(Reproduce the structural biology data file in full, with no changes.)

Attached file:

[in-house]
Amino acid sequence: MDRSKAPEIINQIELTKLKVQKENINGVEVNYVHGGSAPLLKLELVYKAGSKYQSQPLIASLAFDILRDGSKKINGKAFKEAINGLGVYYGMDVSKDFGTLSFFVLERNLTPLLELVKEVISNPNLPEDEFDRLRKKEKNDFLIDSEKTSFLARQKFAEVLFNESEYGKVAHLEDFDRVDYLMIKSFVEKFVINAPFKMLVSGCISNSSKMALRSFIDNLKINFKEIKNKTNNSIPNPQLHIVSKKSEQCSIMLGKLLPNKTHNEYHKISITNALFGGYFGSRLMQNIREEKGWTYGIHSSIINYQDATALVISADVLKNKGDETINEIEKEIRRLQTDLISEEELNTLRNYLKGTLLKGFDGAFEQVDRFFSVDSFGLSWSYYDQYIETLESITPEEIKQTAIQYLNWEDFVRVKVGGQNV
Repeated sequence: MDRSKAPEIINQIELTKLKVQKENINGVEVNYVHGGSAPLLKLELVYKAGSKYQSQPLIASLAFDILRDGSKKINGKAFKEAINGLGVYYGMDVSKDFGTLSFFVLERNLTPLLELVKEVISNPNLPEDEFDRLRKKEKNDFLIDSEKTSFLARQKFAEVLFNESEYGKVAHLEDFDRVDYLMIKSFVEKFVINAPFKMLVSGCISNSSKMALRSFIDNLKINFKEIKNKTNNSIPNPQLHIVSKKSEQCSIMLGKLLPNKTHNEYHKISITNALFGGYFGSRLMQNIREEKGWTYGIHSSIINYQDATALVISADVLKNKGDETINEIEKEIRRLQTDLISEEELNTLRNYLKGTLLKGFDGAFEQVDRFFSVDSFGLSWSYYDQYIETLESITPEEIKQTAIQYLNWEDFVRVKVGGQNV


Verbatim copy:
[in-house]
Amino acid sequence: MDRSKAPEIINQIELTKLKVQKENINGVEVNYVHGGSAPLLKLELVYKAGSKYQSQPLIASLAFDILRDGSKKINGKAFKEAINGLGVYYGMDVSKDFGTLSFFVLERNLTPLLELVKEVISNPNLPEDEFDRLRKKEKNDFLIDSEKTSFLARQKFAEVLFNESEYGKVAHLEDFDRVDYLMIKSFVEKFVINAPFKMLVSGCISNSSKMALRSFIDNLKINFKEIKNKTNNSIPNPQLHIVSKKSEQCSIMLGKLLPNKTHNEYHKISITNALFGGYFGSRLMQNIREEKGWTYGIHSSIINYQDATALVISADVLKNKGDETINEIEKEIRRLQTDLISEEELNTLRNYLKGTLLKGFDGAFEQVDRFFSVDSFGLSWSYYDQYIETLESITPEEIKQTAIQYLNWEDFVRVKVGGQNV
Repeated sequence: MDRSKAPEIINQIELTKLKVQKENINGVEVNYVHGGSAPLLKLELVYKAGSKYQSQPLIASLAFDILRDGSKKINGKAFKEAINGLGVYYGMDVSKDFGTLSFFVLERNLTPLLELVKEVISNPNLPEDEFDRLRKKEKNDFLIDSEKTSFLARQKFAEVLFNESEYGKVAHLEDFDRVDYLMIKSFVEKFVINAPFKMLVSGCISNSSKMALRSFIDNLKINFKEIKNKTNNSIPNPQLHIVSKKSEQCSIMLGKLLPNKTHNEYHKISITNALFGGYFGSRLMQNIREEKGWTYGIHSSIINYQDATALVISADVLKNKGDETINEIEKEIRRLQTDLISEEELNTLRNYLKGTLLKGFDGAFEQVDRFFSVDSFGLSWSYYDQYIETLESITPEEIKQTAIQYLNWEDFVRVKVGGQNV